“We possess some evidence, but we don’t have sufficient evidence, I would say, at this point, to have a definitive answer,” he said.

Dr. William Moss, executive director from the International Vaccine Access Center, echoed that.

“We’re going to need to look cautiously at data on the security and efficacy because that too could be impaired in immunocompromised individuals,” Moss said. But, he added, the technique of production for these vaccines might make it less likely the vaccine would cause problems with compromised immune systems.

“The vaccines that are typically not advised routinely for severely immunocompromised folks are what we should call attenuated viral vaccines, where we take the natural virus and make it weaker. And this is a really old method of making vaccines,” he said.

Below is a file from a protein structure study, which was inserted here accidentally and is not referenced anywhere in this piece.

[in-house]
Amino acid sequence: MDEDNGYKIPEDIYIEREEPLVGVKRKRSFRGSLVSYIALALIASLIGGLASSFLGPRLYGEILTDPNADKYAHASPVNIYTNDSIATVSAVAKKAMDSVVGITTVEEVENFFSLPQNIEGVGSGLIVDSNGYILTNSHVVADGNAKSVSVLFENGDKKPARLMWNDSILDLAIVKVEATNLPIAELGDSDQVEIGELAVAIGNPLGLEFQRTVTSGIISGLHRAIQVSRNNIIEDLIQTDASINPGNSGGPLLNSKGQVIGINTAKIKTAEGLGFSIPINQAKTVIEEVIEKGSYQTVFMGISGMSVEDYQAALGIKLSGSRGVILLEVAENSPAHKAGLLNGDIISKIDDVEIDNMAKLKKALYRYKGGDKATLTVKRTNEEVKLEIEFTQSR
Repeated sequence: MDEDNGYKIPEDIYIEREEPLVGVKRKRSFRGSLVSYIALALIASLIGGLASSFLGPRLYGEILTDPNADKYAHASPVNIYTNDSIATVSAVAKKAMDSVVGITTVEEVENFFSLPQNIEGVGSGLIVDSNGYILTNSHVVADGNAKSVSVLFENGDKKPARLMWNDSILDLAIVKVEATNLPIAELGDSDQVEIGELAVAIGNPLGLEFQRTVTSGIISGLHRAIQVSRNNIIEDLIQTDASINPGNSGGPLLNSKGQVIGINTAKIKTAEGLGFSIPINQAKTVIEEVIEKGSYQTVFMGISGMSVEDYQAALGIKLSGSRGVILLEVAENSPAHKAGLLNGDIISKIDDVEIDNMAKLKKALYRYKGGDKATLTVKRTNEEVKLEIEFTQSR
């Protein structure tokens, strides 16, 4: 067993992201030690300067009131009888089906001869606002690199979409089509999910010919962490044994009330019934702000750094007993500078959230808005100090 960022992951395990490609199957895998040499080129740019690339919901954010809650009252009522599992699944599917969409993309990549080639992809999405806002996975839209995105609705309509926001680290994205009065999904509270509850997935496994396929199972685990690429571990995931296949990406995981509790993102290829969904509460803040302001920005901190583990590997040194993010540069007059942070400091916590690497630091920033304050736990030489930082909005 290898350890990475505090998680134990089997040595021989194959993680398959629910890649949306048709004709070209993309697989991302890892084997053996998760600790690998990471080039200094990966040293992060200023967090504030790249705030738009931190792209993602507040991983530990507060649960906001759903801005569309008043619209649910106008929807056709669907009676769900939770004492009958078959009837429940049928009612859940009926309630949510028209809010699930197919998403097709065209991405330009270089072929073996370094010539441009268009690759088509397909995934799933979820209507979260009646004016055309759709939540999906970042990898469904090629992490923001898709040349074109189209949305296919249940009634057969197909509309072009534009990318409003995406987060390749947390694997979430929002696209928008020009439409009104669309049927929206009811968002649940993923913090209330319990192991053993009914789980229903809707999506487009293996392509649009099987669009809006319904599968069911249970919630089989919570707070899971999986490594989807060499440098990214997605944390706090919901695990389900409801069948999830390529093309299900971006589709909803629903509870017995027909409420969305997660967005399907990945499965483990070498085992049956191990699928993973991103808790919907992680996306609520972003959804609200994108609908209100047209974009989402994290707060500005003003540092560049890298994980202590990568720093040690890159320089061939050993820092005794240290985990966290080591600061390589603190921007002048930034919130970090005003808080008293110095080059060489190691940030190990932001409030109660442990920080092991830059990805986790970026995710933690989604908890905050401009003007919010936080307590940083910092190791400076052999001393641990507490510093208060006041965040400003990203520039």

The Moderna and Pfizer vaccines work in a different way. Both use genetic material in the virus, called messenger RNA, to stimulate protein growth in the body, triggering an immune response.

“So I don’t anticipate problems with safety,” Moss said, “but that will need to be studied going forward.”


Several in our listener questions had to do with who'll get the vaccine, and when.

I am 75 and in a healthy body. At what phase am i going to be able to receive the vaccine?

My husband is within his mid 70s with underlying health conditions that I believe will make him eligible for the early vaccine inoculation. As a healthy 70 year old married and living with him, where would I stand in the inoculation distribution?

Answers to a lot of of these questions hinge on decisions which are still being made about scheduling early use of the vaccines.